The Moroccan Ministry of Culture, in cooperation and coordination with the village community of Ain El Louh and the Timat Association for Atlas Arts, organizes every summer the National Festival of Ahidous.
A group of teams belonging to the regions (Ifrane – Khenifra – El Hajeb – Meknes – Beni Mellal – Khemisset – Sefrou – Taza – Pullman) will participate in this festival. Participation is expected to develop by adding other regions and destinations. This festival is considered one of the major cultural and artistic events that have been a great success at the national level, with an annual audience of more than forty thousand visitors and spectators.
The festival aims to take care of the Moroccan national oral heritage, especially the Amazigh one, and to take care of and preserve the art of Ahidous. Paying attention to teams, groups, and associations interested in the art of Ahidous, encouraging and motivating them, and urging them to give and continue. In addition to introducing this art, bringing it closer to the masses, endearing it to the younger generations, and encouraging areas of research and study in its many and complex fields.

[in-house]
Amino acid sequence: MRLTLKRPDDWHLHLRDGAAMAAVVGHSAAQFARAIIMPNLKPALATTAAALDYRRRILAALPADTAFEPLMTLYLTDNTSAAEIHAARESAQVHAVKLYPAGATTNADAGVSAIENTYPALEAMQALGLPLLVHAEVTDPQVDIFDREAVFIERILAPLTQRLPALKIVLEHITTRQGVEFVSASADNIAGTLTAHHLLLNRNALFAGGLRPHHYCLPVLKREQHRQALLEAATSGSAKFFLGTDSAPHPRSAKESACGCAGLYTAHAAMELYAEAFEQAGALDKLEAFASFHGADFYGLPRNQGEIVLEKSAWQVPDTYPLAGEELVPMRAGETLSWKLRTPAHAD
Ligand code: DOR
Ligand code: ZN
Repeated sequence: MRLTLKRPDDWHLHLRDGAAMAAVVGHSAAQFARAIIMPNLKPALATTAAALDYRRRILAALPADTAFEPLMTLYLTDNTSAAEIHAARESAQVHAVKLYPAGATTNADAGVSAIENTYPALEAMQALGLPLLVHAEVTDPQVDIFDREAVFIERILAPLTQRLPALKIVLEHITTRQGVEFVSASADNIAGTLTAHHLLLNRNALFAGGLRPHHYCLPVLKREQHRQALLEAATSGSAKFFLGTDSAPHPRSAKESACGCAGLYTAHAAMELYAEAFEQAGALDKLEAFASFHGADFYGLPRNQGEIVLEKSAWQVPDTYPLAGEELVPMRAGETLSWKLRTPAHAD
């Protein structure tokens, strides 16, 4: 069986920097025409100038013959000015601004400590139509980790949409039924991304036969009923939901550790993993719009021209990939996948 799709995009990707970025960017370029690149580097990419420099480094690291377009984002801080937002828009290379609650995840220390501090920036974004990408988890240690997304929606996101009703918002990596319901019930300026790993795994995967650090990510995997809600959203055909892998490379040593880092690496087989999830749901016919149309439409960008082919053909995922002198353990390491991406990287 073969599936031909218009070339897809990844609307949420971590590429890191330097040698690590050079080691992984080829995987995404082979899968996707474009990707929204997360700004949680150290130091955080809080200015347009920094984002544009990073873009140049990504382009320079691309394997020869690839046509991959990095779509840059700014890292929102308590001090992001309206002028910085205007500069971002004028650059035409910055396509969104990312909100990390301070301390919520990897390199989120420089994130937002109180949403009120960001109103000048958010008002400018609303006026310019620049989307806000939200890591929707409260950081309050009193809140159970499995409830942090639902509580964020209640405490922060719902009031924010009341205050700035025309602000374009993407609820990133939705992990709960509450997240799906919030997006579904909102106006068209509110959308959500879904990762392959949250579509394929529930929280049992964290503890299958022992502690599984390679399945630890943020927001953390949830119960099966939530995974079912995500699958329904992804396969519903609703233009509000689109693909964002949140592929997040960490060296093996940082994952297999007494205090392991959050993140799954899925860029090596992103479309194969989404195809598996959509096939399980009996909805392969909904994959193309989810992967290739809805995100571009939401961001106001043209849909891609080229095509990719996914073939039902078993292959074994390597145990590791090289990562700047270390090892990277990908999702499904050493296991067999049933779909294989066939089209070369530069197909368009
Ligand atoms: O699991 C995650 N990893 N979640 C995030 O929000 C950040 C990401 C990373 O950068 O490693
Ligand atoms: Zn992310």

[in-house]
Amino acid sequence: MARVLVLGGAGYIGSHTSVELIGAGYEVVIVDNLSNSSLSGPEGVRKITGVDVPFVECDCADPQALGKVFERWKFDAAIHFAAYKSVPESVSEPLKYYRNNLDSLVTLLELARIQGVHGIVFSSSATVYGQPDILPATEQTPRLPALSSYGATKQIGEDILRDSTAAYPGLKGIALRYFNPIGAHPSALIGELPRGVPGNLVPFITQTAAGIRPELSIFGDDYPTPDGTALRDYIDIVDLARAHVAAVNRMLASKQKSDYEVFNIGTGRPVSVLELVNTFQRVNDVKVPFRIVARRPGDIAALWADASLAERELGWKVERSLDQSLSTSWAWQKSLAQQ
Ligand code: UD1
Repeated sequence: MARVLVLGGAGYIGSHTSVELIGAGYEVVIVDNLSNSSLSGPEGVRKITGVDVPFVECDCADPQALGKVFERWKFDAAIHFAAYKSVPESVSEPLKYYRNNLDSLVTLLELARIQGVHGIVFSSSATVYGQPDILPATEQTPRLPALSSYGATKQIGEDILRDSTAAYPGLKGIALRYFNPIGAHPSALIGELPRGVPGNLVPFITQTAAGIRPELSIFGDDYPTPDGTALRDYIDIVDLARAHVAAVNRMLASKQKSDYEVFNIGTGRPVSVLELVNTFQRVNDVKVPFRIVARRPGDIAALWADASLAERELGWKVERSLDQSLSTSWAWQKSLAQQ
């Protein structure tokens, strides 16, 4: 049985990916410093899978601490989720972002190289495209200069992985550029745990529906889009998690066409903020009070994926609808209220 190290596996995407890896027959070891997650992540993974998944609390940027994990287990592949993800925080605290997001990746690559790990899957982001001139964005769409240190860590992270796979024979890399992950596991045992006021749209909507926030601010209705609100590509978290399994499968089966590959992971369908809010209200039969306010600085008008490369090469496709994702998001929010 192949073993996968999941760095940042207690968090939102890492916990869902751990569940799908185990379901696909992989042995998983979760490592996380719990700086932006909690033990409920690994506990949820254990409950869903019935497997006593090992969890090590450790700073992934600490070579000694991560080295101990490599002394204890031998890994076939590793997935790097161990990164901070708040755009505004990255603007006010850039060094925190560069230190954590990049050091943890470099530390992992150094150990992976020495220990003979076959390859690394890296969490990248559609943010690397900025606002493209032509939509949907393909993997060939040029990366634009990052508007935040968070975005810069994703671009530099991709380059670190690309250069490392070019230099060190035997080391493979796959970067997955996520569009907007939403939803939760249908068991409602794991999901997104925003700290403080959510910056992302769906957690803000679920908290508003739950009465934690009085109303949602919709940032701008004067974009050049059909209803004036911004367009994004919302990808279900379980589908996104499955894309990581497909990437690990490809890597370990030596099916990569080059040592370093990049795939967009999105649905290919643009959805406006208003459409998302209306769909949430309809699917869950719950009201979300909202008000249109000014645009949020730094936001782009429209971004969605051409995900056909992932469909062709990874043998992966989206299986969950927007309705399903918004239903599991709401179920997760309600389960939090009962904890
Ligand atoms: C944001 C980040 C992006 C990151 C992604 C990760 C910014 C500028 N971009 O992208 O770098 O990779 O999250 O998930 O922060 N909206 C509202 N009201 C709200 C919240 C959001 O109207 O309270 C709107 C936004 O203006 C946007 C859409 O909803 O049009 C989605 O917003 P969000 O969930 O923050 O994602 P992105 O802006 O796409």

About the art of Ahidous
This Amazigh collective and performing art appeared in the Middle Atlas region ages ago. It is the art that has been associated since its inception in the natural and geographical milieu of the Middle Atlas man, where forests, water, forests, mountains, and resorts are rich in greenery and sources. This art, which appeared for the first time in its circular shape, consisted of women and men alike, and in its semicircular form, was an expression of the joys, delights, and collective joys that accompany man’s revival of his mountainous and agricultural life in the plains and borders of the Middle Atlas. Ahidous is usually known for the dances and collective physical expressions that we find sometimes even in areas whose inhabitants do not speak Amazigh, but researchers, interested, and scholars agree that his original home is the Middle Atlas, the natural and geographical field in which the components of poetry, singing, dance, and rhythm are complete. The bandir (or tambourine) is considered the “talent” the only instrument or musical instrument used in percussion, and it is accompanied by beating on the palms of female and male voices in a coherent circular shape made up of shoulders at times and hands at other times. The chief of the band or presenter designs his dances and performances in musically and dynamically consistent panels. Ahidous’s poems and words are drawn from the daily life of the Atlantean people and sometimes go beyond this geographical area to include some national, regional, and international events. The number of teams involved in this art in the Kingdom of Morocco exceeds 80 teams, in which the young element forms the backbone.